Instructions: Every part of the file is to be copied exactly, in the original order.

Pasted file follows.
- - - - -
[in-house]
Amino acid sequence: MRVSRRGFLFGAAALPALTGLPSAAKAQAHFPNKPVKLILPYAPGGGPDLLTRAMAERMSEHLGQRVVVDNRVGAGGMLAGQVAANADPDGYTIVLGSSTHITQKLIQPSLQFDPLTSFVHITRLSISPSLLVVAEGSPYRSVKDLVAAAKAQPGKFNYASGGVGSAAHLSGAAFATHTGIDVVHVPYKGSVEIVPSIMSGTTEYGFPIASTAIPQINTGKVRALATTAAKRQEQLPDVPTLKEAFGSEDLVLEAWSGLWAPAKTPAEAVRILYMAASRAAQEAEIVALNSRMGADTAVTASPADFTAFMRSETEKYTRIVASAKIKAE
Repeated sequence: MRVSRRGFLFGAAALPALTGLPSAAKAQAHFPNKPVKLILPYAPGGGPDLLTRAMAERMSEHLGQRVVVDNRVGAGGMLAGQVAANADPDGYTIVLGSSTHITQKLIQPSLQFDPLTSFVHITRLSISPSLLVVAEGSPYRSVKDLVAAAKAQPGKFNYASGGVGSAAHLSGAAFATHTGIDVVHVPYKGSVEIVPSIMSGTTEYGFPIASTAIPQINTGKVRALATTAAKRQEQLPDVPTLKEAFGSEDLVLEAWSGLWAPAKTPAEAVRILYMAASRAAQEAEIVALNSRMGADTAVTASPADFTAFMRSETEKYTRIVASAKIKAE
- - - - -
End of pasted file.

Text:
[in-house]
Amino acid sequence: MRVSRRGFLFGAAALPALTGLPSAAKAQAHFPNKPVKLILPYAPGGGPDLLTRAMAERMSEHLGQRVVVDNRVGAGGMLAGQVAANADPDGYTIVLGSSTHITQKLIQPSLQFDPLTSFVHITRLSISPSLLVVAEGSPYRSVKDLVAAAKAQPGKFNYASGGVGSAAHLSGAAFATHTGIDVVHVPYKGSVEIVPSIMSGTTEYGFPIASTAIPQINTGKVRALATTAAKRQEQLPDVPTLKEAFGSEDLVLEAWSGLWAPAKTPAEAVRILYMAASRAAQEAEIVALNSRMGADTAVTASPADFTAFMRSETEKYTRIVASAKIKAE
Repeated sequence: MRVSRRGFLFGAAALPALTGLPSAAKAQAHFPNKPVKLILPYAPGGGPDLLTRAMAERMSEHLGQRVVVDNRVGAGGMLAGQVAANADPDGYTIVLGSSTHITQKLIQPSLQFDPLTSFVHITRLSISPSLLVVAEGSPYRSVKDLVAAAKAQPGKFNYASGGVGSAAHLSGAAFATHTGIDVVHVPYKGSVEIVPSIMSGTTEYGFPIASTAIPQINTGKVRALATTAAKRQEQLPDVPTLKEAFGSEDLVLEAWSGLWAPAKTPAEAVRILYMAASRAAQEAEIVALNSRMGADTAVTASPADFTAFMRSETEKYTRIVASAKIKAE